The top story on the Irish Times website is about the Vancouver Canucks and it has nothing to do with their on-ice performance.

The piece is about an Irish hurler named Lee Chin who trained with the Canucks last month as part of a TV documentary series.

"The drinking culture they have, I couldn't believe it," Chin is quoted as saying.

"They were lowering pints the day before a game. And that was sitting at lunch."

Chin also talks about something called a 'change up', which is a way to get a player's game back on track when they're in a slump.

"The manager will call a 'change up', and basically that player has to go out and ruin himself for the night, then come back the next day with the attitude of you just don't care," Chin said.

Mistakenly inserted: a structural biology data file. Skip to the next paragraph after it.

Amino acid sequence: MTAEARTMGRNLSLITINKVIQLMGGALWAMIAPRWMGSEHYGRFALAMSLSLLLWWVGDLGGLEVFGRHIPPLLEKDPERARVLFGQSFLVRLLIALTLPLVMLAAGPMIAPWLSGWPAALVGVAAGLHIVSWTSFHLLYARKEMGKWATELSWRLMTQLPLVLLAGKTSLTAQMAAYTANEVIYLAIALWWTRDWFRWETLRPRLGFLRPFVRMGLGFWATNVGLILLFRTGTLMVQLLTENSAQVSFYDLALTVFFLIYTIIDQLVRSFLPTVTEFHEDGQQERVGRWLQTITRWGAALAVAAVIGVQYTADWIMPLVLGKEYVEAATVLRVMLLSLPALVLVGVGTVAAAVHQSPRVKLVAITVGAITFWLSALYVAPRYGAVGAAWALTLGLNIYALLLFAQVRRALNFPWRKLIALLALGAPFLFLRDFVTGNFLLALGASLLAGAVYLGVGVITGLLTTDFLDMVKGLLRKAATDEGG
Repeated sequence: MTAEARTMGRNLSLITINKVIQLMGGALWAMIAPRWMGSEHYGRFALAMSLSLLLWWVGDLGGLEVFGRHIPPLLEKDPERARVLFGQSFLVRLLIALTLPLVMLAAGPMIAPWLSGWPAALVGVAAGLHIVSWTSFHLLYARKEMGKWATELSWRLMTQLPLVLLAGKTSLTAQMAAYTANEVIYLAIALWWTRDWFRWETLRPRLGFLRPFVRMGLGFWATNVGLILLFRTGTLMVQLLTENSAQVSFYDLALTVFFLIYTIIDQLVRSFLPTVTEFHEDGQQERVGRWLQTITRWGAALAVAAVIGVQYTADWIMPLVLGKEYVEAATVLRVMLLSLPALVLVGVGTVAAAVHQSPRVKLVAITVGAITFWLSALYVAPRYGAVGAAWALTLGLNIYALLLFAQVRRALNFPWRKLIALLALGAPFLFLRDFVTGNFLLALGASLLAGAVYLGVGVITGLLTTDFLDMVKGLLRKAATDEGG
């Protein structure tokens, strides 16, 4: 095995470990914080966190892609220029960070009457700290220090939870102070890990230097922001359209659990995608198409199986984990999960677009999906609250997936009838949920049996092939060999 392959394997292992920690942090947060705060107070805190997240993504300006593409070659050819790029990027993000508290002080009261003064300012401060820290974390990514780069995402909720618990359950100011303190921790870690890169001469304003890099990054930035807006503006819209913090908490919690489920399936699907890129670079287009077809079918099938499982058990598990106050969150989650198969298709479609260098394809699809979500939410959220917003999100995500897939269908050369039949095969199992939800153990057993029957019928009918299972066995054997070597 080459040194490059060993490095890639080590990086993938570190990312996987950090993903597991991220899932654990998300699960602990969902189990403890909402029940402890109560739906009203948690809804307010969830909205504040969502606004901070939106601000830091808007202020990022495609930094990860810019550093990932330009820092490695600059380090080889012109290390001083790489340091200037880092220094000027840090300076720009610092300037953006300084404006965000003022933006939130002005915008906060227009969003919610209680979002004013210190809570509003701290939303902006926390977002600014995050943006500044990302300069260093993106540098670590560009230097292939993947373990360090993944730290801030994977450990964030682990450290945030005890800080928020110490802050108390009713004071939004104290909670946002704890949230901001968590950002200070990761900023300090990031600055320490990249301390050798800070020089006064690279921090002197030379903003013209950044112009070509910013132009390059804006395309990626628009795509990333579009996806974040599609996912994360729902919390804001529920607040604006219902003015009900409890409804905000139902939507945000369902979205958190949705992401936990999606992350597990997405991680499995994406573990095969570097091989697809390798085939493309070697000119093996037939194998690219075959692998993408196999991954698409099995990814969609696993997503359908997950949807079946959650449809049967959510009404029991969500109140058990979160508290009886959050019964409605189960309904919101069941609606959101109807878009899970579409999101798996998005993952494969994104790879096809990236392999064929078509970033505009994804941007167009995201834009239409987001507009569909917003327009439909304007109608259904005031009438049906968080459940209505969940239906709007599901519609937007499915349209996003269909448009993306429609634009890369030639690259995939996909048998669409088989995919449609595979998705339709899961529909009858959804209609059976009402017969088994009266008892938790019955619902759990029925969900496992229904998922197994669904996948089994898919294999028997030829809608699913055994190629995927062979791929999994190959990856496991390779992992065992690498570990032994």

"So they send him out, drink 20 pints, go off with a couple of women, whatever he wants. And comes back the next day. That's the way they live. It's the culture, what they believe in, letting off steam like that. I don't know if they look at the science behind it."

Team response

Vancouver Canucks president Trevor Linden has issued a statement dismissing Chin's claims.

"Our team recently accepted a request from Lee Chin and a TV show for access to an individual on-ice skills session and a game with Canucks alumni," Linden said.

"We were disappointed to learn of the comments made in an Irish Times article about his experience. The assumptions made by Lee Chin on hockey culture and reported by the Irish Times are baseless and categorically false. They do not reflect our players, their conduct or the culture of our game in any way."

The television show Toughest Trade gets athletes from different sports to trade places to compare training and fitness.

Chin swapped with former Canucks goalie Alex Auld, who trained with a hurling club called the Faythe Harriers.